To be fair, Siren has never impressed us as an exceptionally good sounding recording. Like other middle period Roxy, records such as Country Life and Manifesto (the albums just before and after), it simply does not have Demo Disc analog sound the way For Your Pleasure, Stranded or the eponymous first album do (the latter two being the best sounding in their catalog).
One would be tempted to assume that the import pressings of Siren would be better sounding, the way the imports of the first four Roxy albums are clearly better sounding. There has never been a domestic Hot Stamper pressing of any of those titles and, since we never buy them or play them, there probably never will be.
But in the case of Siren it's the imports that are made from dubs. It may be a British band, recorded in British studios with a British producer, but the British pressed LPs are clearly made from sub-generation tapes, whereas the domestic copies sound like they're made from the real masters.
Go Figure. And another thing: when it comes to records, never assume.
The typical domestic pressing is flat, bass-shy and opaque, sounding more like compressed cardboard than analog vinyl. Unsurprisingly, the CD, whether imported or produced domestically, is clean and clear and tonally correct but lacks the warmth and richness of the better vinyl pressings.
Mint Minus Minus and maybe a bit better is about as quiet as any vintage pressing will play, and since only the right vintage pressings have any hope of sounding good on this album, that will most often be the playing condition of the copies we sell. (The copies that are even a bit noisier get listed on the site are seriously reduced prices or traded back in to the local record stores we shop at.)
Those of you looking for quiet vinyl will have to settle for the sound of other pressings and Heavy Vinyl reissues, purchased elsewhere of course as we have no interest in selling records that don't have the vintage analog magic of these wonderful recordings.
If you want to make the trade-off between bad sound and quiet surfaces with whatever Heavy Vinyl pressing might be available, well, that's certainly your prerogative, but we can't imagine losing what's good about this music -- the size, the energy, the presence, the clarity, the weight -- just to hear it with less background noise.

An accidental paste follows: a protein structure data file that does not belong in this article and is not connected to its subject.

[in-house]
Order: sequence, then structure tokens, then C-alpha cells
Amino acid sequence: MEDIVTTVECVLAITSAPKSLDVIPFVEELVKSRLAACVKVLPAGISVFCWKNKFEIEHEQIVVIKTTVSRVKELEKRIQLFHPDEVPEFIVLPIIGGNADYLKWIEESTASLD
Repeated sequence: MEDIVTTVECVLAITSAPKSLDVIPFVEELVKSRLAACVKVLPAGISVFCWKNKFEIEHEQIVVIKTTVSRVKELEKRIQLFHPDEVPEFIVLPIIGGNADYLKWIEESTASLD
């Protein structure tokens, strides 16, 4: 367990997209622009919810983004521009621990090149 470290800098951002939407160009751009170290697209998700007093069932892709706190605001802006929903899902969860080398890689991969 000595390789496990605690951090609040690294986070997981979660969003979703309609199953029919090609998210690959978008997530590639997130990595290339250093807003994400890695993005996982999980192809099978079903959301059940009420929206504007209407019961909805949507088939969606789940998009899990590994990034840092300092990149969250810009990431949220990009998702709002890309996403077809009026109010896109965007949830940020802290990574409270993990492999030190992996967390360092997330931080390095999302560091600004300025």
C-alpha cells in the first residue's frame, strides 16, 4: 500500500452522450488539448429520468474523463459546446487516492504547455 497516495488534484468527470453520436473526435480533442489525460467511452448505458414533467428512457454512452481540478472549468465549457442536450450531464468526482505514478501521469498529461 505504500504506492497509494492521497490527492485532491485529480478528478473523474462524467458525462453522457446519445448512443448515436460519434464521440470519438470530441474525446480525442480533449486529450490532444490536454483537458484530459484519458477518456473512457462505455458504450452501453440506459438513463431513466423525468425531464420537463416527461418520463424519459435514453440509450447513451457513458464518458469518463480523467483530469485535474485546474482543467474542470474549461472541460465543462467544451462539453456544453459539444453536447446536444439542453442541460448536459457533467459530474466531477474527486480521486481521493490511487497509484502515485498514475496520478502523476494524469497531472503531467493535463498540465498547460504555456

Love Is the Drug
End of the Line
Could It Happen to Me?
Both Ends Burning
Just Another High
Abandoning the intoxicating blend of art rock and glam-pop that distinguished Stranded and Country Life, Roxy Music concentrates on Bryan Ferry's suave, charming crooner persona for the elegantly modern Siren. As the disco-fied opener "Love Is the Drug" makes clear, Roxy embraces dance and unabashed pop on Siren, weaving them into their sleek, arty sound.
It does come at the expense of their artier inclinations, which is part of what distinguished Roxy, but the end result is captivating. Lacking the consistently amazing songs of its predecessor, Siren has a thematic consistency that works in its favor, and helps elevate its best songs — "Sentimental Fool," "Both Ends Burning," "Just Another High" — as well as the album itself into the realm of classics.
It's a superb album, striking the listener immediately with a force and invention reserved only for the most special musical experiences. The overall sound, while never lacking the essential characteristics one associates with Roxy, is less dense and ornate than much of its predecessor. There's a crispness and vitality in Chris Thomas' production which is reminiscent of the sense of adventure and cavalier spirit which marked their early recordings, an impetuosity which has lately been absent from their work.
Successive Rolling Stone Record Guides have given it five-star reviews.
The 1983 edition states: "Siren's title is appropriate; it has that sort of effect on the listener. It is Roxy's masterpiece, calling the listener back by virtue of its finely honed instrumental attack and compelling lyrical attitude. "Love is the Drug," Roxy's nearest approximation to an American hit single, set the scene of transitory love in a plastic world, while "She Sells" and "Sentimental Fool" pictured the participants in the charade as simultaneously pathetic and heroic".
The 1992 edition says "On Siren Roxy perfects its suave attack". In the fourth edition "Siren is smoother; it's the first Roxy Music album without any failed moments."